What are Shifting and Flexibility in Childhood?
Shifting in childhood means changing from one activity to another or from one approach to the next.
Flexibility in childhood refers to the ability to shift fluidly between activities and problem-solving approaches. Flexible people do not insist on things going exactly as planned. As a result, flexible people tend to be well-adjusted and less anxious.
The skill of shifting attention is involved with flexibility. Shifting attention refers to the ability to change from one focus to another. For example, center time in kindergarten might require flexibility. If the child is doing iPad time and has to put that activity away to go to the reading center, an inflexible child may become very upset.
A popular author on cognitive flexibility, Michelle Garcia Winner, refers to this challenge as having ‘rock brain.’ ‘Rock brain’ is when the child is so stuck in one activity that he cannot fluidly shift to another. 
Want to help your child with executive functions like flexibility? Take a Cadey course.
Symptoms of Lack of Shift and Flexibility in Childhood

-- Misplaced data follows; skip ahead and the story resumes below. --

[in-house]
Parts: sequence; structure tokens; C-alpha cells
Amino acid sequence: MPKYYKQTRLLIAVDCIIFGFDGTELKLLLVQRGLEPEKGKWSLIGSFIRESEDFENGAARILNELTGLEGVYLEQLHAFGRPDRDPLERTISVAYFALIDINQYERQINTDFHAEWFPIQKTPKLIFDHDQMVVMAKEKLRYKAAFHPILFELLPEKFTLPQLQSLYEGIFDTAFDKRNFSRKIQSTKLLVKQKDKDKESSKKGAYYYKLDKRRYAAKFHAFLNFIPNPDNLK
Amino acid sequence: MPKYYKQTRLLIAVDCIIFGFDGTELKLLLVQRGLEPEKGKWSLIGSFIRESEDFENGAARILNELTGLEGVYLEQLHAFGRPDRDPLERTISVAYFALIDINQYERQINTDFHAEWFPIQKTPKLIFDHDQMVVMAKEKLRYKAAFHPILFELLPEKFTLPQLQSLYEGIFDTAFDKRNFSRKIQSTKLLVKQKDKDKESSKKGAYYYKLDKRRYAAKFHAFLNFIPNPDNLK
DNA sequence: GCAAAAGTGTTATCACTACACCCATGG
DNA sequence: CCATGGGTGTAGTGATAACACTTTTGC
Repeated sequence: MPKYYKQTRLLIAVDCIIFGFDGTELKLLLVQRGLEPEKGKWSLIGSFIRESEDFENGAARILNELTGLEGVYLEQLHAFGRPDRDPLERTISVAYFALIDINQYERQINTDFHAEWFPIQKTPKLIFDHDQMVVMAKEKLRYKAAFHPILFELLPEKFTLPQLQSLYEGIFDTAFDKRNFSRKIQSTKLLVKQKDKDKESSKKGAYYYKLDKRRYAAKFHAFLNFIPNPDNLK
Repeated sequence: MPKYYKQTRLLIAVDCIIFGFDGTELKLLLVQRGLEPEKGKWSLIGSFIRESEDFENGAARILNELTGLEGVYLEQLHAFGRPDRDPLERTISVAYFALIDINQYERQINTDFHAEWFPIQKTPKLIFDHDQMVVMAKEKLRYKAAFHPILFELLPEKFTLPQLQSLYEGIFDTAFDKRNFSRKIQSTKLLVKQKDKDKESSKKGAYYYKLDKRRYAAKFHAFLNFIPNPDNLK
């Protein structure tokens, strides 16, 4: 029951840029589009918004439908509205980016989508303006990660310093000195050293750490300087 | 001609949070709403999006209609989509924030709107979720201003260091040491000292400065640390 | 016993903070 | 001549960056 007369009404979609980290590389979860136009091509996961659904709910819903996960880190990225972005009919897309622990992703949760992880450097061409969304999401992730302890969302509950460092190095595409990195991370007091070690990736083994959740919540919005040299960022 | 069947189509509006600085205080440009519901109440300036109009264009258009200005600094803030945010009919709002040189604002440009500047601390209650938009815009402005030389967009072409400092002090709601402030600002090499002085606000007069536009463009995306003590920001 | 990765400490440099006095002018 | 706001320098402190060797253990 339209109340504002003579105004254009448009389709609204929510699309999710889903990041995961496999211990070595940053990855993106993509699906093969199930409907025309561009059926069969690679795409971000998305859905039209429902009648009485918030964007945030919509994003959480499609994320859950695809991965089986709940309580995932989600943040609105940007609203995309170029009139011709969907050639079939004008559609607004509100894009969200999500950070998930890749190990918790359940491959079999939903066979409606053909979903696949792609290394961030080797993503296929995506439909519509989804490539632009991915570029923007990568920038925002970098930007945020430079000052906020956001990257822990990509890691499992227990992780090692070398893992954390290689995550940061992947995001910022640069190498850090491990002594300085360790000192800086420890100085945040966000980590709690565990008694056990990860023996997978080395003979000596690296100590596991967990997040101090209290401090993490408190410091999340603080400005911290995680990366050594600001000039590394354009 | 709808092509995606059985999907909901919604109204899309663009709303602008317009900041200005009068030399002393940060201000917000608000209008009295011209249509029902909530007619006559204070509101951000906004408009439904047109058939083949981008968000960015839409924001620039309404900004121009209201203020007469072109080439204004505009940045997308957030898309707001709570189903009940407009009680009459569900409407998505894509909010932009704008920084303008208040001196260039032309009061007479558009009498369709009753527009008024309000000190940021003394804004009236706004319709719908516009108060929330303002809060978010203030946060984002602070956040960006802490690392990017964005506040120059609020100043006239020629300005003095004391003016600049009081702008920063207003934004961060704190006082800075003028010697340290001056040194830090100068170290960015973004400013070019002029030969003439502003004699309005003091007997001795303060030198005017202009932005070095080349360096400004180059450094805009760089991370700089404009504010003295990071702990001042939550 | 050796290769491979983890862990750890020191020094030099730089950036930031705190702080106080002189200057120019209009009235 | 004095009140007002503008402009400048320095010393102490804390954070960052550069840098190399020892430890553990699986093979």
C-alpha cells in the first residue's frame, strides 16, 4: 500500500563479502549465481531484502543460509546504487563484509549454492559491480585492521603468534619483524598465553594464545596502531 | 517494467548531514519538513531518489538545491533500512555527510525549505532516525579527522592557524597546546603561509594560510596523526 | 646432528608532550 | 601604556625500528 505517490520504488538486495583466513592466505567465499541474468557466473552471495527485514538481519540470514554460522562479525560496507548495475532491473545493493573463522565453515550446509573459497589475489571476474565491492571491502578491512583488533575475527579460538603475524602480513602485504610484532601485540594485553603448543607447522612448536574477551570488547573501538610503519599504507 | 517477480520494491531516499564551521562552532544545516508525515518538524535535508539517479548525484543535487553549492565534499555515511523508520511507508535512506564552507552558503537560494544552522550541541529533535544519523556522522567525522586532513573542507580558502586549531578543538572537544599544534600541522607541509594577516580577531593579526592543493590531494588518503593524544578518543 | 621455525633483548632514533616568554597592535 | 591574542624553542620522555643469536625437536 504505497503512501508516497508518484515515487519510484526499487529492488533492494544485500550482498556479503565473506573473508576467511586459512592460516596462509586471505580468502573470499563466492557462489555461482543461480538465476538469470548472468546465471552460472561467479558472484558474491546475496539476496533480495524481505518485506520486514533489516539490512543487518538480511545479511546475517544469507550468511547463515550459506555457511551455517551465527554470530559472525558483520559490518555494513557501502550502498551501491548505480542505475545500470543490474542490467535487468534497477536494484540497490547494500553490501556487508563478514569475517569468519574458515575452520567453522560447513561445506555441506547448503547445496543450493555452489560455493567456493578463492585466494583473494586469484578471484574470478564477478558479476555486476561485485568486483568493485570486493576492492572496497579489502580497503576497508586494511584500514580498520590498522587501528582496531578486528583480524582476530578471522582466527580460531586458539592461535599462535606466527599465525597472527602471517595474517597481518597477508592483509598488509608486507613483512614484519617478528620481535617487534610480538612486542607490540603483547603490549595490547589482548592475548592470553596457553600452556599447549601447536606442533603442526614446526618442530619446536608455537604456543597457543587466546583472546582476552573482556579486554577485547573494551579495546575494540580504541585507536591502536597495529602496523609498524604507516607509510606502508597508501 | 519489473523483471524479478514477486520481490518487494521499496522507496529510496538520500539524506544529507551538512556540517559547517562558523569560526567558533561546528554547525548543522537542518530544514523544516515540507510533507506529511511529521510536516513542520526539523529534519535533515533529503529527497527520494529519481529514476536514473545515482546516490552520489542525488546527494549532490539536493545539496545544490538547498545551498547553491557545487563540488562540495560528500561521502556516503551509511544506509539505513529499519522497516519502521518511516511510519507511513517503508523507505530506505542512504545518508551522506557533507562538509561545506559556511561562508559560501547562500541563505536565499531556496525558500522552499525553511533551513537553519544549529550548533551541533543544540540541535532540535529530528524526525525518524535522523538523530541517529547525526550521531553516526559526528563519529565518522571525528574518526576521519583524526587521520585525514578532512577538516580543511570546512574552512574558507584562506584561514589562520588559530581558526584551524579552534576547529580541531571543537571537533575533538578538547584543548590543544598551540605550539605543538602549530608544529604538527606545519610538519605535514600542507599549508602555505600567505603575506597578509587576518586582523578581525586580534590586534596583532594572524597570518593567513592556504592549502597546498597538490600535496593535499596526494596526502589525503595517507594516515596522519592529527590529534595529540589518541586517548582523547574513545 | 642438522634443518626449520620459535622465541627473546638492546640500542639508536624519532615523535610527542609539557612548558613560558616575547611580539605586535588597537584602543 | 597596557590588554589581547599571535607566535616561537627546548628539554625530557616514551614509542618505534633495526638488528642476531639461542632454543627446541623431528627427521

- Unable to transition: your child is unable to smoothly shift from one activity to the next
- Has meltdowns: your child starts to cry, scream, or yell with sudden changes
- Unable to change approach: your child is unable to try new ways of doing something, even if the new way is more beneficial to your child
- Asks constantly about what’s next: your child is very concerned about what is happening during the day and what is coming next
Causes of Lack of Shift and Flexibility in Childhood
Anxiety in childhood can cause children to become inflexible due to uncertainty and the need for predictability. People who struggle with change and uncertainty tend to worry a lot. They may worry that something terrible will happen when the plans suddenly change. They desire some level of control over future events to protect themselves from potential harm.
Intolerance for uncertainty
Intolerance of uncertainty is a term that is defined just as it sounds. Some individuals struggle when plans are changed or when they do not know what to expect. New research reveals that intolerance of uncertainty may be an inherited trait . Children with this ‘intolerance’ do not adapt well when introduced to new situations, new teachers, or changing plans. A strong link is present between intolerance of uncertainty and anxiety.
Autism Spectrum Disorder (ASD)
Autistic children tend to be more rigid and less flexible with change and transitions. They are more comfortable doing things their own way. It can be hard for children with ASD to take other’s perspectives. It can also take a longer time for them to shift attention from one task to the next. Shift is the most challenging executive function for children on the Autism Spectrum.